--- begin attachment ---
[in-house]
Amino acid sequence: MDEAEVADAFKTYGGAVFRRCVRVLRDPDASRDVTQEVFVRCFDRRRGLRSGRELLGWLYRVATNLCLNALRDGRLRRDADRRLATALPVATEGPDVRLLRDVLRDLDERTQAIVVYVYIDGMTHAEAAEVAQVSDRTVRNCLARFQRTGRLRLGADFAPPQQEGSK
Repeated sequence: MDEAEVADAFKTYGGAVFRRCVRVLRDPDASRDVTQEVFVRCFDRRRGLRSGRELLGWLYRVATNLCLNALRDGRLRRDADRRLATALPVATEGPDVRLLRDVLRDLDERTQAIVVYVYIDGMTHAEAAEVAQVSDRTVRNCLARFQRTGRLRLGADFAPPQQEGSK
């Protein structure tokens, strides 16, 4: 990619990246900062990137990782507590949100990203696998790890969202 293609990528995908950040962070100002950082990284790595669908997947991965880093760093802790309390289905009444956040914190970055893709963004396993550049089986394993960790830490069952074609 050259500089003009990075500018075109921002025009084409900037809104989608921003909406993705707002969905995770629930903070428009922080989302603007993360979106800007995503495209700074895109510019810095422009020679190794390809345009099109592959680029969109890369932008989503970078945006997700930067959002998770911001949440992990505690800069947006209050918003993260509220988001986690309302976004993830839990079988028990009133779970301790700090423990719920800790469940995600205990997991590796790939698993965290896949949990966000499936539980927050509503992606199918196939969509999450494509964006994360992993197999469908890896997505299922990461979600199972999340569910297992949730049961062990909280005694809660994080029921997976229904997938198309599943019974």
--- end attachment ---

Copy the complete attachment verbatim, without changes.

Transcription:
[in-house]
Amino acid sequence: MDEAEVADAFKTYGGAVFRRCVRVLRDPDASRDVTQEVFVRCFDRRRGLRSGRELLGWLYRVATNLCLNALRDGRLRRDADRRLATALPVATEGPDVRLLRDVLRDLDERTQAIVVYVYIDGMTHAEAAEVAQVSDRTVRNCLARFQRTGRLRLGADFAPPQQEGSK
Repeated sequence: MDEAEVADAFKTYGGAVFRRCVRVLRDPDASRDVTQEVFVRCFDRRRGLRSGRELLGWLYRVATNLCLNALRDGRLRRDADRRLATALPVATEGPDVRLLRDVLRDLDERTQAIVVYVYIDGMTHAEAAEVAQVSDRTVRNCLARFQRTGRLRLGADFAPPQQEGSK
């Protein structure tokens, strides 16, 4: 990619990246900062990137990782507590949100990203696998790890969202 293609990528995908950040962070100002950082990284790595669908997947991965880093760093802790309390289905009444956040914190970055893709963004396993550049089986394993960790830490069952074609 050259500089003009990075500018075109921002025009084409900037809104989608921003909406993705707002969905995770629930903070428009922080989302603007993360979106800007995503495209700074895109510019810095422009020679190794390809345009099109592959680029969109890369932008989503970078945006997700930067959002998770911001949440992990505690800069947006209050918003993260509220988001986690309302976004993830839990079988028990009133779970301790700090423990719920800790469940995600205990997991590796790939698993965290896949949990966000499936539980927050509503992606199918196939969509999450494509964006994360992993197999469908890896997505299922990461979600199972999340569910297992949730049961062990909280005694809660994080029921997976229904997938198309599943019974």